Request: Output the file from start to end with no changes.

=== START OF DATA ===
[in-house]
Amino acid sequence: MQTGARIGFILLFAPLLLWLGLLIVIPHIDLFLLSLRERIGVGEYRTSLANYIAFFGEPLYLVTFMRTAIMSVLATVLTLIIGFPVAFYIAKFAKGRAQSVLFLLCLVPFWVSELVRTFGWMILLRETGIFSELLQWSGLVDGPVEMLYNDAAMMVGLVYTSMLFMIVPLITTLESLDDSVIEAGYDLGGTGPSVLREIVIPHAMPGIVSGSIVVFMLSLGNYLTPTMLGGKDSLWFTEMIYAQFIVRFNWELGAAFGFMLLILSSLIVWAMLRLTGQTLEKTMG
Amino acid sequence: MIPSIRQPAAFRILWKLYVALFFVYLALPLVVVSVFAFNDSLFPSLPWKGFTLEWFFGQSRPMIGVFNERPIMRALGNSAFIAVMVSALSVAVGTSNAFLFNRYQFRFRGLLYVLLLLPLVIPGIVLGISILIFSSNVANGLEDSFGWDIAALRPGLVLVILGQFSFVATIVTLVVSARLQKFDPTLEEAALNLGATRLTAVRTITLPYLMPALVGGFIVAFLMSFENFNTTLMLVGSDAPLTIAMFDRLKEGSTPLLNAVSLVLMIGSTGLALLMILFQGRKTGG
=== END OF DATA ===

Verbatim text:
[in-house]
Amino acid sequence: MQTGARIGFILLFAPLLLWLGLLIVIPHIDLFLLSLRERIGVGEYRTSLANYIAFFGEPLYLVTFMRTAIMSVLATVLTLIIGFPVAFYIAKFAKGRAQSVLFLLCLVPFWVSELVRTFGWMILLRETGIFSELLQWSGLVDGPVEMLYNDAAMMVGLVYTSMLFMIVPLITTLESLDDSVIEAGYDLGGTGPSVLREIVIPHAMPGIVSGSIVVFMLSLGNYLTPTMLGGKDSLWFTEMIYAQFIVRFNWELGAAFGFMLLILSSLIVWAMLRLTGQTLEKTMG
Amino acid sequence: MIPSIRQPAAFRILWKLYVALFFVYLALPLVVVSVFAFNDSLFPSLPWKGFTLEWFFGQSRPMIGVFNERPIMRALGNSAFIAVMVSALSVAVGTSNAFLFNRYQFRFRGLLYVLLLLPLVIPGIVLGISILIFSSNVANGLEDSFGWDIAALRPGLVLVILGQFSFVATIVTLVVSARLQKFDPTLEEAALNLGATRLTAVRTITLPYLMPALVGGFIVAFLMSFENFNTTLMLVGSDAPLTIAMFDRLKEGSTPLLNAVSLVLMIGSTGLALLMILFQGRKTGG